6.  You will also want to prepare an area for your capybara to use as its toilet. Capybaras are eminently trainable, and are naturally very clean. A large pan with water in it is ideal, as capybaras prefer to defecate in water. They also often like to do their poohs when you are  ‘defecating’, so an ideal location for their “potty pan” is in your bathroom.   Little Tuff’n frequently joined me when I went to the bathroom.   When your baby capybara first arrives it would be a good idea to also have a potty pan in the bedroom for ease of access while you are training it to use the potty pan. Then you can easily get up during the night and take baby capybara over to the potty pan and pre-empt any accidents! Capybaras quickly learn words like “Go Potty”, or “Go to the Potty Room”. While they are poohing and after they have poohed, reinforce their good behaviour by saying “Good Boy, Romeo “, using of course the capybaras name. If you are not, and I hope you are not, using food treats as a reward, your capybara will respond very well indeed to praise. Praise is a far more effective reward tool than food.   It also has the added advantage of strengthening the bond between you and your capybara. (More on potty training in a future blog).

Romeo and Tuff'n in the Bathroom doing their 'Potty' routine! They usually like to go together.

Romeo and Tuff’n in the Bathroom doing their ‘Potty’ routine! They usually like to go together.

Marvin and Elizabeth have removed all cables from their house with the exception of those in the computer room. The computer room has a child gate to prevent the capybaras entering, although a baby capybara would be able to squeeze through the bars. The solution to this is to put a thick towel over the child gate so the baby capybara cannot see the bars and therefore does not try to enter the room.   They have also removed all non-essential furniture.

I would recommend keeping a supply of Bene-bac in your refrigerator. It is not expensive and it is not a medicine, but is designed to augment the friendly bacteria in an animal’s gut, and is akin to the Activa probiotic yoghurt that humans eat.   Marvin and Elizabeth believe this product is a lifesaver, and could have saved the life of Templeton, their first capybara.  Time could be of the essence which is why it is recommend to keep a supply on hand.  (Available from Petco)  They use it whenever the poohs indicate that something may be wrong, such as if the capybara becomes constipated or the poohs become soft.  “Bene-Bac Small Animal Powder is a concentrated live culture of four common digestive bacteria found in the intestinal tracts of mammals. Bene-Bac is recommended any time an animal experiences stress from changing nutritional or environmental conditions. Contains 20 million CFU per gram of viable lactic acid producing bacteria. Powder formula is easy to mix with water.”

http://www.petco.com/product/106421/PetAg-Bene-Bac-Small-Animal-Powder.aspx

Little Tuff’n Sleeping on His Bed of Hay

Even with all these changes to their home to ensure a capybara friendly environment for their new family member, an unforeseen disaster can still occur.

On my last day with Romeo and Tuff’n we were all harnessed and ready to go out grazing when the Jehovah’s Witnesses arrived! They were very nice people but stayed a very long time. Romeo began to get a bit bored as he had no interest in converting to this strange human religion. He started sniffing around and somehow got his upper incisors trapped under the metal plate securing the carpet where it bordered the tiled area at the entrance to the front door. He was trapped with his nose pressing against the floor. Fortunately Marvin was there and able to move Romeo’s head and release him. All he suffered was a slightly chipped tooth. He went off to the other side of the living room and spent a few minutes feeling for the damage and recovering, with all of us petting and trying to reassure him.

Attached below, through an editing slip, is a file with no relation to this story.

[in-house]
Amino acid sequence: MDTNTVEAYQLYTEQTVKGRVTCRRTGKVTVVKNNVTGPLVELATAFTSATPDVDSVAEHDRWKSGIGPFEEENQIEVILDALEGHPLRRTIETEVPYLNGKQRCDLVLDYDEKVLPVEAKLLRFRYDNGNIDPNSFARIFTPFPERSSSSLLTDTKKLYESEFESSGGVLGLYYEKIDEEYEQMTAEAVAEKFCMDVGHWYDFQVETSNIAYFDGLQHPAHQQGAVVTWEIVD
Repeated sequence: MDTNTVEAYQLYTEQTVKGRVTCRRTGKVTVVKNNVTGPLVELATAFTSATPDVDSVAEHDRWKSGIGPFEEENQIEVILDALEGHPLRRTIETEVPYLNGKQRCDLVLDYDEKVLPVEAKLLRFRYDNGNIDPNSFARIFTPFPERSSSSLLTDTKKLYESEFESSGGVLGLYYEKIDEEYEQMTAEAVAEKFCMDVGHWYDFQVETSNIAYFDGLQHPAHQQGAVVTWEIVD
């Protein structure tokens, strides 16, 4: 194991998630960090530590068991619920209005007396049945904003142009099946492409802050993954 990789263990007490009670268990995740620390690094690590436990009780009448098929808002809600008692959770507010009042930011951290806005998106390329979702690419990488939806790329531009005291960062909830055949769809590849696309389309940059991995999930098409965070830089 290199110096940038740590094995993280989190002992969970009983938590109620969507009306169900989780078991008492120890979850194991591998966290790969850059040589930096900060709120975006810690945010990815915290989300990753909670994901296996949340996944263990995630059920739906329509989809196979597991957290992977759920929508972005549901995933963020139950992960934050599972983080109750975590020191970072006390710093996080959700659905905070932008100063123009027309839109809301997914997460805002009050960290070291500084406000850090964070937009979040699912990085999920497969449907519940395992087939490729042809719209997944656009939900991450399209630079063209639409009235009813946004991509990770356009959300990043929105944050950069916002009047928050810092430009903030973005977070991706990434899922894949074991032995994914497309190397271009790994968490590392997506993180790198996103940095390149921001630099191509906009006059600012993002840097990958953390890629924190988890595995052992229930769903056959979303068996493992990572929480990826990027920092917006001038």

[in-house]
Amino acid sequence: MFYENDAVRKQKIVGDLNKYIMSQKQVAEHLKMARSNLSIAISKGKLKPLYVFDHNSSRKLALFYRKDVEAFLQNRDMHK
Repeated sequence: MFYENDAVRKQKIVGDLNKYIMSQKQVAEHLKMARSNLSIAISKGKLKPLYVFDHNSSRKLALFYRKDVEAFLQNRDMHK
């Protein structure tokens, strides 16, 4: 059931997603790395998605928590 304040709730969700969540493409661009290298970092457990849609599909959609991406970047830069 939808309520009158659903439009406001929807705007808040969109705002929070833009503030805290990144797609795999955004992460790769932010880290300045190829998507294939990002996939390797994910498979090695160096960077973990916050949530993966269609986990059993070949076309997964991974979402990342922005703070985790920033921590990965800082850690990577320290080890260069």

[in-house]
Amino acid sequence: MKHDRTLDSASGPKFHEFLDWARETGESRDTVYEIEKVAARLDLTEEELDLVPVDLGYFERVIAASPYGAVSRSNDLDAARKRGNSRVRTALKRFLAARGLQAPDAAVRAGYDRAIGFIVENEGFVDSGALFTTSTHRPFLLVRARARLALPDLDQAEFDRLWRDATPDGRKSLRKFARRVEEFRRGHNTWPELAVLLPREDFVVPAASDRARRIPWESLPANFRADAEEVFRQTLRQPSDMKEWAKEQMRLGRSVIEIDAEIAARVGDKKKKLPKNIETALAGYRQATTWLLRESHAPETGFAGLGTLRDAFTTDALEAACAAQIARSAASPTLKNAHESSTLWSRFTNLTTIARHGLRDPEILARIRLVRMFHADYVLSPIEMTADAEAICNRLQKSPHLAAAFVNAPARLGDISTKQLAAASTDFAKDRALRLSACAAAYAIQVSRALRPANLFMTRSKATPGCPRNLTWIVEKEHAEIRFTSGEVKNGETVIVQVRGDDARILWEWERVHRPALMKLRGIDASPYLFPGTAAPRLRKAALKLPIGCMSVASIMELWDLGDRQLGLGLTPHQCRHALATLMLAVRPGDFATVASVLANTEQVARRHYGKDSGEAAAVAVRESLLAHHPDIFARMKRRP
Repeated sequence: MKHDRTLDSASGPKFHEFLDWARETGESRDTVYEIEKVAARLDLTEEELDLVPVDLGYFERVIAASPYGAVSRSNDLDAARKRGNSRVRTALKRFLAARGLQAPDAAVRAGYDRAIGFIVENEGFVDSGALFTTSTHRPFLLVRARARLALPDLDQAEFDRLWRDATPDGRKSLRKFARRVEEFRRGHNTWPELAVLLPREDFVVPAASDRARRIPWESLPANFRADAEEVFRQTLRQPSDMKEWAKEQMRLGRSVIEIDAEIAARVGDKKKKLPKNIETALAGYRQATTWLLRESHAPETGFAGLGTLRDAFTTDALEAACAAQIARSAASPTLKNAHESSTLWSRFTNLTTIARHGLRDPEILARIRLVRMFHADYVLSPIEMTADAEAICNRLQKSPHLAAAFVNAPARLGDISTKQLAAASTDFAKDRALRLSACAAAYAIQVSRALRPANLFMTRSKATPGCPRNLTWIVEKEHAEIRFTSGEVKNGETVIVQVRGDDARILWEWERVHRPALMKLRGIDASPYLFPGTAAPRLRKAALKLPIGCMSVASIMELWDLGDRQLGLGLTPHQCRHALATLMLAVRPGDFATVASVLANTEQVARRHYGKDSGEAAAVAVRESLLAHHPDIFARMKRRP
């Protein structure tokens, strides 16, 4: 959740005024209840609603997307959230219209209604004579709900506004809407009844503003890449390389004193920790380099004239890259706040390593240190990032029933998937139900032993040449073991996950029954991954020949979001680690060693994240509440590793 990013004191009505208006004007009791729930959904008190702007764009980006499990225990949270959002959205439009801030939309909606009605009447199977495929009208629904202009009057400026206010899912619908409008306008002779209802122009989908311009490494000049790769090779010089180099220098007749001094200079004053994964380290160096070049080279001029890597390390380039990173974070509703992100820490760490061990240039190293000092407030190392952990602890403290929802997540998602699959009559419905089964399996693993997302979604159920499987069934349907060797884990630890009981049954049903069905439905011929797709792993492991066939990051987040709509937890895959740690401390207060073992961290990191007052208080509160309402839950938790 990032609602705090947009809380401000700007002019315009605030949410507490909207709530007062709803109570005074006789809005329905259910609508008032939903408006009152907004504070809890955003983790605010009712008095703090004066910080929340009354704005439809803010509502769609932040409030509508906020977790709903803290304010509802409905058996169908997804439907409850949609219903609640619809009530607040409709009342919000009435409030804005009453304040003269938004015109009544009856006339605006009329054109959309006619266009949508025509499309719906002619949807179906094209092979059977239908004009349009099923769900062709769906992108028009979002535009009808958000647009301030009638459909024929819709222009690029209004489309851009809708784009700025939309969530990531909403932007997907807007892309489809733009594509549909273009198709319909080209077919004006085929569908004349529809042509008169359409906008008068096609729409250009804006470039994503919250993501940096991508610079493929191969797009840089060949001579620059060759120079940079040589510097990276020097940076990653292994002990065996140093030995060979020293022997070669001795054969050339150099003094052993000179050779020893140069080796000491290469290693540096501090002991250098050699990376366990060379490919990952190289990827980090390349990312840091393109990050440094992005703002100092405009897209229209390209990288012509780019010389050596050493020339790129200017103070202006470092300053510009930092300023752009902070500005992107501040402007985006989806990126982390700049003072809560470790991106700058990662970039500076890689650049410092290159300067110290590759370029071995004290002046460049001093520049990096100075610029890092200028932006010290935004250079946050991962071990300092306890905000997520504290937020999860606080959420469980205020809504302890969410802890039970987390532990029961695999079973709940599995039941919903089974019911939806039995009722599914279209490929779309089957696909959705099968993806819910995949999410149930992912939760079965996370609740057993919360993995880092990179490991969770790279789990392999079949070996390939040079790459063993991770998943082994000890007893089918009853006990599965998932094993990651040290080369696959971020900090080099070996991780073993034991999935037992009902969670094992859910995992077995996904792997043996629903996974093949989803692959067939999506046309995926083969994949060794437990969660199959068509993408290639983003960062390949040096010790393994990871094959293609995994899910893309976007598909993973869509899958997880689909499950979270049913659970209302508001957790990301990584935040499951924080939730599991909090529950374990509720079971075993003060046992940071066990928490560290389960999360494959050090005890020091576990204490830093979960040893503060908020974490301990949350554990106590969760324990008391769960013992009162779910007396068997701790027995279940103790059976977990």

The good news was  “Romeo’s tooth grew back in 10 days. He has his perfect smile back”.

Romeo's Chipped Tooth

Romeo’s Chipped Tooth

If Marvin had not been there I hate to think what would have happened. Putting myself in Romeo’s position I would have been absolutely terrified and completely panicked finding myself trapped with my nose pushed against the floor and possibly having trouble breathing. At best Romeo might have had the strength to pull the metal plate upwards and release his teeth, but at what injury to his mouth and teeth?   At worst he would have been trapped there for some time in a state of extreme stress, fear and panic.   Animals can die of stress.

All this happened in a house in which a great deal of time and thought had been given to ensuring that there was nothing that could cause injury to a capybara.

The moral is “NEVER LEAVE A CAPYBARA ON ITS OWN”. If you can’t be with it 24 hours a day, please choose another animal.

//

//

//

//

//

//

//

//

//

//

//

//

//

//

//

//

//

//

//

//

//

//

//

//

//

//

//

//

//

//

//

//

//

//

About these ads

5 thoughts on “Capybaras as Pets: Prepare Your Home For A Pet Capybara.

  1. I’m Gari’s friend. Quick question – where do they swim? Dobby and Gari swim in their own pool (lucky!). Is that important?

    • Romeo and Tuff’n have their own pool which is much larger than Gari’s. Yes it is very important that capybaras have somewhere to swim. Some people just use a cattle tank which I think is what Dobby temporarily has, I personally don’t consider this big enough.

      This is a video we made of Romeo swimming: https://www.youtube.com/watch?v=slUBooqIy0Q

      Marvin and Elizabeth are breaking new ground in terms of developing a relationship with their capybaras, understanding them, and putting them at the centre of their lives, compared with other capybaras I know. They are easily the happiest capybaras I’ve encountered. The happiness of their capybaras comes first.

    • I did reply to this a long time ago but it seems not to have appeared. I think it is very important for a capybara to have somewhere large enough to swim. Romeo and Tuff’n have a large pool, and I was swimming with them yesterday!

  2. Pingback: Q&A: What states allow Capybaras as pets? |PetsandCares.com

Leave a Reply

Fill in your details below or click an icon to log in:

WordPress.com Logo

You are commenting using your WordPress.com account. Log Out / Change )

Twitter picture

You are commenting using your Twitter account. Log Out / Change )

Facebook photo

You are commenting using your Facebook account. Log Out / Change )

Google+ photo

You are commenting using your Google+ account. Log Out / Change )

Connecting to %s